Any group of believers will contain people whose personalities lean towards one in particular of the three modes of guidance. In our case, my wife leans strongly towards wisdom and I more towards law. Understanding what God wants of us needs both of us together. The risk in any group, even (or especially) a married couple, is that one particular form of guidance is allowed to dominate. In particular, someone whose guidance tends towards prophecy will feel that it is essential to follow it immediately; however, the Lord requires us to keep things in balance. A husband must respect the guidance that God gives through his wife, even if (especially if) it is putting the brakes on what he thinks they ought to do. A fellowship needs to receive the input of all of its members and respect all of them so as to understand the full counsel of God for them. That is why the scripture tells us to submit to one another and particularly that prophecies must be tested.
Submitting to one another requires us to make an effort to get the input of the shy and retiring members. People who lack confidence will be reluctant to speak up when they disagree with the rest. However, God may choose to speak only through one of them and so they must be heard and their input tested and integrated with everyone else's. They will have to be enabled and encouraged to put themselves forward. People who have strong personalities will tend to override others without even meaning to. They need to give way to others and indeed the rest of the fellowship will need to keep them in check.
Receiving God's guidance means bringing forward the hesitant and restraining the dominant so that every person contributes what God has given him or her. Ideally, every member of a fellowship will respond accordingly, but if they do not, the elders need to step in as watchmen over the fellowship to see that they do. It is also important that they should not let those who are confident of their own position push others into agreeing with them. People who do not like argument will tend to give way when they ought not, simply in order to avoid confrontation.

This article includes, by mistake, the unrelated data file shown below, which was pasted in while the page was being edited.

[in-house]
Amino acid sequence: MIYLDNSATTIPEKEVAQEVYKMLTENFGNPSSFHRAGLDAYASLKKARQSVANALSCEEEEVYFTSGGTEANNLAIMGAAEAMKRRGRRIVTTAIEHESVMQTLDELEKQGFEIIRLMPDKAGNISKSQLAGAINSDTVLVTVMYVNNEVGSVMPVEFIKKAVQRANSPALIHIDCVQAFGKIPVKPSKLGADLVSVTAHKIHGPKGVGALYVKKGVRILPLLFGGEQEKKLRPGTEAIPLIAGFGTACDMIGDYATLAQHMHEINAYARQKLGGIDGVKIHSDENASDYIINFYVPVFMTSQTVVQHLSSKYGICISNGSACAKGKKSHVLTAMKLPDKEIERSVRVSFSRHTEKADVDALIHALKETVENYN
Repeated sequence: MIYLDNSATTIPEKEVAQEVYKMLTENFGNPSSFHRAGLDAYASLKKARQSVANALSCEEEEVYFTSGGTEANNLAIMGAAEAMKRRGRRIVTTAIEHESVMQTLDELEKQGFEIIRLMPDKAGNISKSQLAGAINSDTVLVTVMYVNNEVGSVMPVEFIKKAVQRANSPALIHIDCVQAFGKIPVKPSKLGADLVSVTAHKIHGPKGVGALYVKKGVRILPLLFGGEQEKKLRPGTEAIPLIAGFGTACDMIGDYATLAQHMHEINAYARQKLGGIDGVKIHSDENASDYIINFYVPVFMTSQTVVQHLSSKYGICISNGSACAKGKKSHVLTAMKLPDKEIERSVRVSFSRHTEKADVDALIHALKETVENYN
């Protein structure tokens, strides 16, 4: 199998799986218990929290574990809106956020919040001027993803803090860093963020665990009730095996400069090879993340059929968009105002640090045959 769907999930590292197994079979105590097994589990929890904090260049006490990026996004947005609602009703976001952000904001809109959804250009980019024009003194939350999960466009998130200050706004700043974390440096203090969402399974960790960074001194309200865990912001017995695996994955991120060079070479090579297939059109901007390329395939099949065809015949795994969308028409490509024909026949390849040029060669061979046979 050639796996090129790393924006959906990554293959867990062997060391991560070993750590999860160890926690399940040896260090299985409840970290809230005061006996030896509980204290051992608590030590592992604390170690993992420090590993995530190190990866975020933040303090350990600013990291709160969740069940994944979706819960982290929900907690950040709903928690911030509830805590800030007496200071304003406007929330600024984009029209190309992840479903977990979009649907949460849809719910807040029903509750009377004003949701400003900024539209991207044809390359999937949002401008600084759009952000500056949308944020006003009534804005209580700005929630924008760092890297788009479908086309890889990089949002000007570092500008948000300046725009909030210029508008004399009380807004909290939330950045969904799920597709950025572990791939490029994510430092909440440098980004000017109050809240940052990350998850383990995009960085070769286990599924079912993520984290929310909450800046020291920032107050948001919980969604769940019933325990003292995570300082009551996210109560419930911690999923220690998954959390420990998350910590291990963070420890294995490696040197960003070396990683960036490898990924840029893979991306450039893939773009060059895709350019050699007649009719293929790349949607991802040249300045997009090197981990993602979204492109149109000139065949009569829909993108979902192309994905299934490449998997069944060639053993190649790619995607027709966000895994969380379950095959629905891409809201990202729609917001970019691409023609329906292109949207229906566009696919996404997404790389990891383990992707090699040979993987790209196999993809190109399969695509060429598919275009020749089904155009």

Eldership does not convey any privilege or superior authority in receiving guidance from God. The elders' task is to be watchmen, not directors. They should be able to discern error in order to protect the fellowship from acting on mistaken guidance; they will probably be given a special insight in integrating and balancing the guidance received, but they have no monopoly on that original guidance.
God wants to guide us and provides the means for us to receive his guidance safely. While domination by one individual or group will distort God's counsel and will probably lead to error, his full counsel is found by balancing the three sources of guidance, law, prophecy and wisdom and by receiving his input through every member of a fellowship.
Oliver Elphickolly@lfix.co.uk 14th August 2006